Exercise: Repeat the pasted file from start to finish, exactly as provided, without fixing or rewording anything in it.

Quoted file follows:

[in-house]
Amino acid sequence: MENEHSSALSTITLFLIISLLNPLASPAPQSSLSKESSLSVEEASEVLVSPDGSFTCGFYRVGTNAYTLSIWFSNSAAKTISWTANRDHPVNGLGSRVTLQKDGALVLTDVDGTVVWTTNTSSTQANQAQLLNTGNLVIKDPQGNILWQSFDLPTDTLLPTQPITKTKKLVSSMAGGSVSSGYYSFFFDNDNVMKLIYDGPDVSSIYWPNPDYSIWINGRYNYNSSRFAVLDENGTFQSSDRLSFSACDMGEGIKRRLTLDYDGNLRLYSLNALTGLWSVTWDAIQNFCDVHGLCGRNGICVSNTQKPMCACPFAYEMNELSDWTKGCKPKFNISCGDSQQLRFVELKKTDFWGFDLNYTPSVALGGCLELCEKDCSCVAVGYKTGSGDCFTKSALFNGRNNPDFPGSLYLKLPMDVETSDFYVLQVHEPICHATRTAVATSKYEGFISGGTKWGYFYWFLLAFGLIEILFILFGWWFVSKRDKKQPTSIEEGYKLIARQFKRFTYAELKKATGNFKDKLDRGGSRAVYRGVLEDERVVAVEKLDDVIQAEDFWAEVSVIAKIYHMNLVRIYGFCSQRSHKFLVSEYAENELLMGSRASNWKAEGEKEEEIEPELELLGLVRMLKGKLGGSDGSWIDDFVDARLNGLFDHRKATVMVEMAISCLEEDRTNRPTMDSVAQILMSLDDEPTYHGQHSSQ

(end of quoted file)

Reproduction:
[in-house]
Amino acid sequence: MENEHSSALSTITLFLIISLLNPLASPAPQSSLSKESSLSVEEASEVLVSPDGSFTCGFYRVGTNAYTLSIWFSNSAAKTISWTANRDHPVNGLGSRVTLQKDGALVLTDVDGTVVWTTNTSSTQANQAQLLNTGNLVIKDPQGNILWQSFDLPTDTLLPTQPITKTKKLVSSMAGGSVSSGYYSFFFDNDNVMKLIYDGPDVSSIYWPNPDYSIWINGRYNYNSSRFAVLDENGTFQSSDRLSFSACDMGEGIKRRLTLDYDGNLRLYSLNALTGLWSVTWDAIQNFCDVHGLCGRNGICVSNTQKPMCACPFAYEMNELSDWTKGCKPKFNISCGDSQQLRFVELKKTDFWGFDLNYTPSVALGGCLELCEKDCSCVAVGYKTGSGDCFTKSALFNGRNNPDFPGSLYLKLPMDVETSDFYVLQVHEPICHATRTAVATSKYEGFISGGTKWGYFYWFLLAFGLIEILFILFGWWFVSKRDKKQPTSIEEGYKLIARQFKRFTYAELKKATGNFKDKLDRGGSRAVYRGVLEDERVVAVEKLDDVIQAEDFWAEVSVIAKIYHMNLVRIYGFCSQRSHKFLVSEYAENELLMGSRASNWKAEGEKEEEIEPELELLGLVRMLKGKLGGSDGSWIDDFVDARLNGLFDHRKATVMVEMAISCLEEDRTNRPTMDSVAQILMSLDDEPTYHGQHSSQ